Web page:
G is for Gifts and Grants. From a small donation from a school alumnus to a major gift from a corporation, we must always offer “Thanks” for the gifts given to us. It is incumbent upon us to share evidence that gifts are making a difference in the lives of our students, too!  Grants are major projects, crafted and detailed so a corporation or foundation can provide substantial funding of a pre-determined project, initiative or innovation. If a grant is awarded, not only thanks and evidence is necessary, but periodic status updates must be reported back to the awarding entity to ensure compliance with the stipulations of the award.  Usually, if the project can’t be completed due to lack of additional funding, time constraints, declining enrollment or a change in administration, the awarding entity may request that their contribution be returned.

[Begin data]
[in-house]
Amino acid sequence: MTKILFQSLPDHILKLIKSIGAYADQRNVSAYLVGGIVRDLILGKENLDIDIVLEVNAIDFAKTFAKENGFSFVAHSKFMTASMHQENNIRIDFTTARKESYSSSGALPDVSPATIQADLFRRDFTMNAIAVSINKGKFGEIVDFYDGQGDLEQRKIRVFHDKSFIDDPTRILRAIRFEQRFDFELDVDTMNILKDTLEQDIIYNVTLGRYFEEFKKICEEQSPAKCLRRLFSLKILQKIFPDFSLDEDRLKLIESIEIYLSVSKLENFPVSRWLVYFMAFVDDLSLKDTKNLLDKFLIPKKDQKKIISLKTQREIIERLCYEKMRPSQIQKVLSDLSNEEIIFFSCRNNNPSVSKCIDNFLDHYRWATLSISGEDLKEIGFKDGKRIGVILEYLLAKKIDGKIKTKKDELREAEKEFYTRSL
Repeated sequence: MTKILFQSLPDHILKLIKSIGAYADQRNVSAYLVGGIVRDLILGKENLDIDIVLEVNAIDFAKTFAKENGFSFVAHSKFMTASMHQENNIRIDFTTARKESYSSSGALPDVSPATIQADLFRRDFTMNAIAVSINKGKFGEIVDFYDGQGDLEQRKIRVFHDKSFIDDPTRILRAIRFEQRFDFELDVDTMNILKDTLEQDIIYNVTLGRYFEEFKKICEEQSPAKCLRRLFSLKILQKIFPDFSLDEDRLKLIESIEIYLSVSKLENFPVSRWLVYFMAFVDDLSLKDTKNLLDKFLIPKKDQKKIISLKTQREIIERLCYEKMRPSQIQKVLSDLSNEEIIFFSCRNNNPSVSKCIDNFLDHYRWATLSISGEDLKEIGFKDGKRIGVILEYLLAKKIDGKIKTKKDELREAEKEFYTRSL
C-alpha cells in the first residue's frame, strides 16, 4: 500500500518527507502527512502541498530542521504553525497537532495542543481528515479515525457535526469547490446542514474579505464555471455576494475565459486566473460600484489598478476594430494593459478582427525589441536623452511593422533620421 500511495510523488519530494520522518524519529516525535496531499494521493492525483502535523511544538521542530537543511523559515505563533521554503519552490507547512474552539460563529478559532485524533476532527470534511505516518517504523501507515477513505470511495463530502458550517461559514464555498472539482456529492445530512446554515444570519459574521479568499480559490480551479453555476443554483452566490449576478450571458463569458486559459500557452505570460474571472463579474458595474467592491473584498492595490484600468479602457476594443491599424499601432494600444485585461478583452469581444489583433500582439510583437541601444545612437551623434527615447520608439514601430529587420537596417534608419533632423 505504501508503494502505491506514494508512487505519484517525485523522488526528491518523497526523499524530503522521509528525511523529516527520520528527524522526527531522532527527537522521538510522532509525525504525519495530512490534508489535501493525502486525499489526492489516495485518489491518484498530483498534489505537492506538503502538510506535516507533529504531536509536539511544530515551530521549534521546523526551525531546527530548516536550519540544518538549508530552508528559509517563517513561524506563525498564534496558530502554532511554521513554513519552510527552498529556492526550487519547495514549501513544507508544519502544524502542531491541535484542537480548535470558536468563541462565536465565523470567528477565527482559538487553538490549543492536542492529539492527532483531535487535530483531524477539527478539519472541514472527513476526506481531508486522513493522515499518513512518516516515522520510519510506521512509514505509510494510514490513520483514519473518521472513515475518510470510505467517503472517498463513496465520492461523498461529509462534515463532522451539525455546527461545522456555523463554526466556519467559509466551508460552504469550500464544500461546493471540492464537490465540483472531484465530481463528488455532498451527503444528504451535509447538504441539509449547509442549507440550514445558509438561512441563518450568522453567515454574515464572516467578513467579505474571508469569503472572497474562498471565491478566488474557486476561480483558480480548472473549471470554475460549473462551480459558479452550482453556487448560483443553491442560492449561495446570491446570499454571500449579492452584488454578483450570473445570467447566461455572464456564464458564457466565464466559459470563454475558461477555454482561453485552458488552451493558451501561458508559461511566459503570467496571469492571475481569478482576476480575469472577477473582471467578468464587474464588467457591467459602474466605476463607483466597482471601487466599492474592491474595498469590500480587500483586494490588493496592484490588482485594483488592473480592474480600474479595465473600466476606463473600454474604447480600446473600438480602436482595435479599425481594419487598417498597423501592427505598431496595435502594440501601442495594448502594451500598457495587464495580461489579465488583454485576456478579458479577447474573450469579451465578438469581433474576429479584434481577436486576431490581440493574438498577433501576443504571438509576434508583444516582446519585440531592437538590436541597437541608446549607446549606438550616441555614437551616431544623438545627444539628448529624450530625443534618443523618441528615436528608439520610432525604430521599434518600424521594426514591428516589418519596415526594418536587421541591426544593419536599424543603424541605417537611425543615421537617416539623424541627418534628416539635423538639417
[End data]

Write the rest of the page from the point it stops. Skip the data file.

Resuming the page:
E is for Energize and Educate. As Stephen R. Covey calls it, “Sharpening the Saw.” If a person doing development work does not continually energize and educate themselves, they will burn out, and fast!  If members of the organization are not energized and educated about development, it will take a back seat to other activities of the organization. If development is put on the back burner after it’s begun, there is a good chance that change which has been initiated will not continue, and fundraising suggestions will once again choke any progress made in building a Development mindset. Going back to the way something was done before is regression – not advancement.